In my work with students and clients in my private practice, I’ve found that some take to emailing while away on business or at college. Yesterday I received an email from a college student and they asked some great questions. They have always had a desire to sincerely learn about what is going on for them and how they might move forward. They gave me permission to share our exchange and they were happy to contribute this in the hopes that someone might benefit or not feel so alone. Also, you’ll notice that I respond to a personal question at length. It’s my belief that our stories are powerful and when shared, a greater sense of community and hope can evolve from it.
Q – My current theory is that I’m doing poorly because I can’t handle feeling safe all the time and can’t handle doing well. I keep waiting for the other shoe to drop and things to go south, but they don’t and the anticipation is killing me. Here’s my question. Is that normal for someone to feel when they’ve experienced abuse? Does my theory have merit? Is there a word or phrase for it so I can google more information on it?
Answer – This is normal for anyone who has experienced trauma or has been subjected to highly anxiety-provoking people or situations for prolonged periods of time. So you actually hit this one right on the money. When we experience these consistently high levels of anxiety, we start to become very hypervigilant (aka, constantly scanning others and our environment for threats). Furthermore, anxiety moves us to naturally protect ourselves and when these basic emotions are mixed with the human intellect that is able to imagine and anticipate, things go a bit haywire. Meaning, the mind gets narrowly focused on any and all negative outcomes that are possible. In this way, our brain is so well trained to be afraid of and relate to others or the world as a threat that it develops a habit of constantly protecting us as though we’re living in a war zone.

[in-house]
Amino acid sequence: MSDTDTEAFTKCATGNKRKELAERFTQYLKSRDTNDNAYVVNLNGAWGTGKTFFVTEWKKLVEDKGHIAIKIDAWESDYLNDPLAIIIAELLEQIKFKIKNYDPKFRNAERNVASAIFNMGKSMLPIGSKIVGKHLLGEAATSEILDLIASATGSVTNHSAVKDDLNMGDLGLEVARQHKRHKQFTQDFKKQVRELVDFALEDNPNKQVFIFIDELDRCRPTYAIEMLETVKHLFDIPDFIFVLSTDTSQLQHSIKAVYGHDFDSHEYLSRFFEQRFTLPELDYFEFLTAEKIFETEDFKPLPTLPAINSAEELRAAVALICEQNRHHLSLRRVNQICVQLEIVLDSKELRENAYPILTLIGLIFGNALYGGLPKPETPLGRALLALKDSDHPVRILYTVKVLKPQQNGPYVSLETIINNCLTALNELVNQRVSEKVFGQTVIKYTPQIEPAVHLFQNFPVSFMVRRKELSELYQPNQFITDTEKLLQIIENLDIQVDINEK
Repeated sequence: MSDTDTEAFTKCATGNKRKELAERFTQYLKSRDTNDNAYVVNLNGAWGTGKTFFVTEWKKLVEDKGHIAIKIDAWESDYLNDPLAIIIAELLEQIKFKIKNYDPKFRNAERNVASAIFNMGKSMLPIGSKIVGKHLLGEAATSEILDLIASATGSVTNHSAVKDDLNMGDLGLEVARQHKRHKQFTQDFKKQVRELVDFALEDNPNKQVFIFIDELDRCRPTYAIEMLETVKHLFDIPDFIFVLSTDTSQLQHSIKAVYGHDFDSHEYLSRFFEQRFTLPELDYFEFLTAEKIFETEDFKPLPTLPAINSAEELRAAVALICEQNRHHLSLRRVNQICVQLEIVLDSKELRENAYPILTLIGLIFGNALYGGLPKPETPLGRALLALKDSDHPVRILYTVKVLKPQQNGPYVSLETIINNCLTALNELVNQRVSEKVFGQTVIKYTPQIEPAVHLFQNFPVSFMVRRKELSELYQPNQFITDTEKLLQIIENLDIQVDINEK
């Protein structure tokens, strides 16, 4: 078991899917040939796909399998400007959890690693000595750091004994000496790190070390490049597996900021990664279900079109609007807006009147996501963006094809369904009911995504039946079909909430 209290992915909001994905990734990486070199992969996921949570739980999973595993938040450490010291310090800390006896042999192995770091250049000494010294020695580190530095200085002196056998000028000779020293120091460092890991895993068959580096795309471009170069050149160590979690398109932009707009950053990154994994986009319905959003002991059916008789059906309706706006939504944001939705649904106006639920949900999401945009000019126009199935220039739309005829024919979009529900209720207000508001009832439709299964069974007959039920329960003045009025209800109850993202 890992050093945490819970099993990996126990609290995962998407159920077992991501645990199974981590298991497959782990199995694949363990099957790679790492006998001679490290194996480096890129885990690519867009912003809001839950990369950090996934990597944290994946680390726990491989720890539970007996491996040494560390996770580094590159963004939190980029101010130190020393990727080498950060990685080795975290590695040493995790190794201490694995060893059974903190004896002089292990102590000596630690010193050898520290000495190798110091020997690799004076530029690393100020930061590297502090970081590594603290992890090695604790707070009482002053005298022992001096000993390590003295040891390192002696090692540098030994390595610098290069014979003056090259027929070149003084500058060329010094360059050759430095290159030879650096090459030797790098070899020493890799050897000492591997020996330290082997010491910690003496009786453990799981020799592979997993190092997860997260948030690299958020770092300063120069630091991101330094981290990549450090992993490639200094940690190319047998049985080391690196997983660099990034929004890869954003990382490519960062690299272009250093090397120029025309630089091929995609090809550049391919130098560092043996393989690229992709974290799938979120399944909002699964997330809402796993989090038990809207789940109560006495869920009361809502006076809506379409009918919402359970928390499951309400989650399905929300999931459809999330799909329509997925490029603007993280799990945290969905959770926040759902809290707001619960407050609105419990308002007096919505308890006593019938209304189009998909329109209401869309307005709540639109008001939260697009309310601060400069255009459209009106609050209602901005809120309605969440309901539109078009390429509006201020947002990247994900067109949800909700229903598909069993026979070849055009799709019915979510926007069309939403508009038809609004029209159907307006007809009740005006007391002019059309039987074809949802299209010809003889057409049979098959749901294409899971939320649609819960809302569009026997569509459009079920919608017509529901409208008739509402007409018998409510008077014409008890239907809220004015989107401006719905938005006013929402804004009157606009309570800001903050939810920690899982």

Sadly, it doesn’t equally acknowledge that things could turn out okay or even great! As if this wasn’t enough, it severely overestimates just how bad things might turn out or how an experience will be (aka, catastrophizing). And lastly, when we believe that our thoughts, impulses and emotions are facts, truth and must be acted upon, then we become completely consumed by our automatic reactions. What we need is more mental space to think and to increase our in-the-moment awareness so that we can use the analytical part of our brain while we’re still feeling what we’re feeling. This is why it is so important that we spend time reflecting and contemplating through journaling or something similar when we’re in a calm state.
Q – And here is the personal question that, as always, you can choose not to answer. Did you ever go through this? Does it go away? How do I better cope? How did you do it?
Answer – I’m happy to answer this one and yes, I definitely went through something like this. In my situation, the chronic and intense anxiety and random panic attacks were pretty intense from my earliest memories. Both lasted until my freshman year in high school before they started to ease up. Because there was so much explosive anger at home, I had a general fear of people, especially authority figures, because my brain always told me that they were going to go off on me and punish me severely. What I said in my answer to your first question totally applies to the younger me. For example, I loved playing football but when I played during my sophomore year I was working with varsity coaches that were meaner and yelled a lot. Unfortunately, this increased my anxiety just enough so that I couldn’t think straight and remember the play beyond the very basic thing that I needed to do. You could say that when I got anxious, my mind had a kind of tunnel vision to it. As for this changing, I can say that it did and can for anyone, but everyone’s path is different.